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  • A Benin Bronze from the collection of the British Museum. Photo: Son of Groucho/Flickr.

    National Museum of Ireland Makes Plans to Return Benin Bronzes

    The National Museum of Ireland (NMI), Dublin, is the latest European institution to announce plans to repatriate its share of the renowned Benin Bronzes, part of a trove of more than 90,000 objects looted from what is now Nigeria by British troops in 1897 and scattered across the Continent, The Times reports. The museum joins Scotland’s Aberdeen University, which in March was the first to commit to returning its lone object; the Church of England; and German institutions including Berlin’s Humboldt Forum in doing so.

    NMI has said it is working on returning twenty-one of the objects to Nigeria;

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  • Adrienne Edwards.

    Whitney Promotes Adrienne Edwards to Director of Curatorial Affairs

    The Whitney Museum of American Art, New York, has announced that it is promoting Adrienne Edwards from Engell Speyer Curator and curator of performance to director of curatorial affairs. In her new leadership role, awarded her in recognition of her contributions to the museum and to the broader field of the arts, she will form part of the team charged with the museum’s strategic planning. She will work alongside Scott Rothkopf, the Whitney’s senior deputy director and Nancy and Steve Crown Family Chief Curator in overseeing the curatorial department and molding the museum’s artistic direction.

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  • Frieze Los Angeles 2019. Photo: Mark Blower/Frieze.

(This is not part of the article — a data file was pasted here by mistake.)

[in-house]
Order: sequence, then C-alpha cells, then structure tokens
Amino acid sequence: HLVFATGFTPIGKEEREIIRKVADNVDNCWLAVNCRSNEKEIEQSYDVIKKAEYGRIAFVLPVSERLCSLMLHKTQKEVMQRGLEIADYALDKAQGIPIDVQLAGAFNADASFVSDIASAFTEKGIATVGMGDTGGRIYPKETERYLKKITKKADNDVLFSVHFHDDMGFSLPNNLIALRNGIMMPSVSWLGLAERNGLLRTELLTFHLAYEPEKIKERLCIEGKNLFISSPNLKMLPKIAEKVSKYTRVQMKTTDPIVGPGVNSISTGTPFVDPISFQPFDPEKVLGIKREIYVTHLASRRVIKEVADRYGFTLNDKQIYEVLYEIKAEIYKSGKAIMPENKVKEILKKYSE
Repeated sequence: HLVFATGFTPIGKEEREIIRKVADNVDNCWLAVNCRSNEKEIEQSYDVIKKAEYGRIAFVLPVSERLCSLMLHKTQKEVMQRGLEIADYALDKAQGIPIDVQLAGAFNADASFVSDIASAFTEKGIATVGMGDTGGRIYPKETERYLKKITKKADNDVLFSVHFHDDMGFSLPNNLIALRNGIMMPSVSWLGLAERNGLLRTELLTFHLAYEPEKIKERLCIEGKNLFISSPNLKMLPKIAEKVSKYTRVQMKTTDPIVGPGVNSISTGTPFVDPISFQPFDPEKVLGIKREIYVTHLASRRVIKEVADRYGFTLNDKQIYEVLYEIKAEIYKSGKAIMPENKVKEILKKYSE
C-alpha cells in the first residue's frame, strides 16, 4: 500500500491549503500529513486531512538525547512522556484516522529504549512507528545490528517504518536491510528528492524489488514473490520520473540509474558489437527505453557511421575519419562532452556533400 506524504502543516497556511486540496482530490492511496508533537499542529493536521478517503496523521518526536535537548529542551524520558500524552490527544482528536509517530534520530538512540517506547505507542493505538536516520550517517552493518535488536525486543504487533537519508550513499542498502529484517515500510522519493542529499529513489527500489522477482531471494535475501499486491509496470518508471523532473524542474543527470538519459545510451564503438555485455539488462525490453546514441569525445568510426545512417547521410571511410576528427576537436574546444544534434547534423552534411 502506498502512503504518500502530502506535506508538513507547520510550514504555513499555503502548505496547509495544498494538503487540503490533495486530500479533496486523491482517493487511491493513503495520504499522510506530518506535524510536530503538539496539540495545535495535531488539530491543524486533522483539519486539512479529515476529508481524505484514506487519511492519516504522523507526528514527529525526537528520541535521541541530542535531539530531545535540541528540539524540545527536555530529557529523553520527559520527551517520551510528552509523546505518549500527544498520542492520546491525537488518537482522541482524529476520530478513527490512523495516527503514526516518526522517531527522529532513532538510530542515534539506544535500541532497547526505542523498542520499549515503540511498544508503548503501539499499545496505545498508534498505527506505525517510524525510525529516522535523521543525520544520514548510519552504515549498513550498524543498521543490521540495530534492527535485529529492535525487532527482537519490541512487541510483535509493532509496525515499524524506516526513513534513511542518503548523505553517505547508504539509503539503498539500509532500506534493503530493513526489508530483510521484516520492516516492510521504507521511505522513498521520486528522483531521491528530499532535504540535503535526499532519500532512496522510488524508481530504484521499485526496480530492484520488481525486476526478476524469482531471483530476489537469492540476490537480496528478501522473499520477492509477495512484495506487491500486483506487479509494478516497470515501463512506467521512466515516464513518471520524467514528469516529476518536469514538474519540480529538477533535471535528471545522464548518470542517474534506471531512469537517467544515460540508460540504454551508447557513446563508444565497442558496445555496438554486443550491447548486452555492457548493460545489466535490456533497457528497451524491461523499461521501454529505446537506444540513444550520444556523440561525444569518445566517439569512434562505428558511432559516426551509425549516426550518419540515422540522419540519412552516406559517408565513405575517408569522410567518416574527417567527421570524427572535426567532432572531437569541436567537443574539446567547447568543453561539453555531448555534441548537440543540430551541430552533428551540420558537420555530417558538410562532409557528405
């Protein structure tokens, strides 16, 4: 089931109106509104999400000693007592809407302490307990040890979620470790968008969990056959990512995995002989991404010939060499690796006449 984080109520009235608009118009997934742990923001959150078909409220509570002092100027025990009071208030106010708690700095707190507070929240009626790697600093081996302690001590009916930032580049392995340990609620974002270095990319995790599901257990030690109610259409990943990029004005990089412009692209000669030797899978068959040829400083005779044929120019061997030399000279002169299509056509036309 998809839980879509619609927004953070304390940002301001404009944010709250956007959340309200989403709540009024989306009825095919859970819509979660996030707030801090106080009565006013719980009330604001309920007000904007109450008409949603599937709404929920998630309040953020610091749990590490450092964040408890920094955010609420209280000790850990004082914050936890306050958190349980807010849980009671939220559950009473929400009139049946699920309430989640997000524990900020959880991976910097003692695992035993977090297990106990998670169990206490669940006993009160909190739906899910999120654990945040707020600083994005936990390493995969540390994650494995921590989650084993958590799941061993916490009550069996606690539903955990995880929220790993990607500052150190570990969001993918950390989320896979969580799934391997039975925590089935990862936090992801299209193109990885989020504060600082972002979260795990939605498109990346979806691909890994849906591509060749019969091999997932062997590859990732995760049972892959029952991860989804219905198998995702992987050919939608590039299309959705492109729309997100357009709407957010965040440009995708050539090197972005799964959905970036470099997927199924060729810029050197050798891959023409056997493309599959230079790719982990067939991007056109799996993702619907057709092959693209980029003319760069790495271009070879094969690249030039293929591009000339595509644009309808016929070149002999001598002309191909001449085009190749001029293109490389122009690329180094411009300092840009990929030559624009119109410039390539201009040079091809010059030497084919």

Frieze Los Angeles 2021 Canceled, New Venue Sought for 2022

    Frieze Los Angeles has announced the cancellation of its 2021 iteration, which it had already pushed from February to July, citing restrictions related to the continuing Covid-19 crisis. Fair planners will instead concentrate on the 2022 edition instead, which will take place February 17–20 in a large tent next to the Beverly Hilton Hotel on Wilshire Boulevard. This year’s event was to have been a nomadic affair, with organizers shut out of its traditional venue, Paramount Studios, owing to a pandemic-relate backlog of filming taking place there.

    “With only ten months until the 2022 dates, we

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  • Tourmaline, Salacia, 2019, 16 mm, sound, color, 6 minutes 4 seconds.

    Dara Birnbaum, Tourmaline Among 2021 Guggenheim Fellows

    The John Simon Guggenheim Memorial Foundation announced today the 184 recipients of its 2021 fellowships, which are awarded to scholars, writers, and artists based on prior achievement. In the Creative Arts category, awardees include Dara Birnbaum, Enrique Chagoya, Michelle Grabner, Sung Hwan Kim, Jesse Krimes, Jill Magid, Helen Molesworth, Chon Noriega, Kameelah Janan Rasheed, Dread Scott, Cauleen Smith, Annie Sprinkle, Tourmaline, Christopher Williams, and Jake Yuzna.  

    Ranging in age from thirty-one to eighty-five, the fellows were selected from a pool of almost three thousand applicants.

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  • A rendering of the Crystal Bridges Museum of American Art’s expansion project. Photo: Safdie Architects.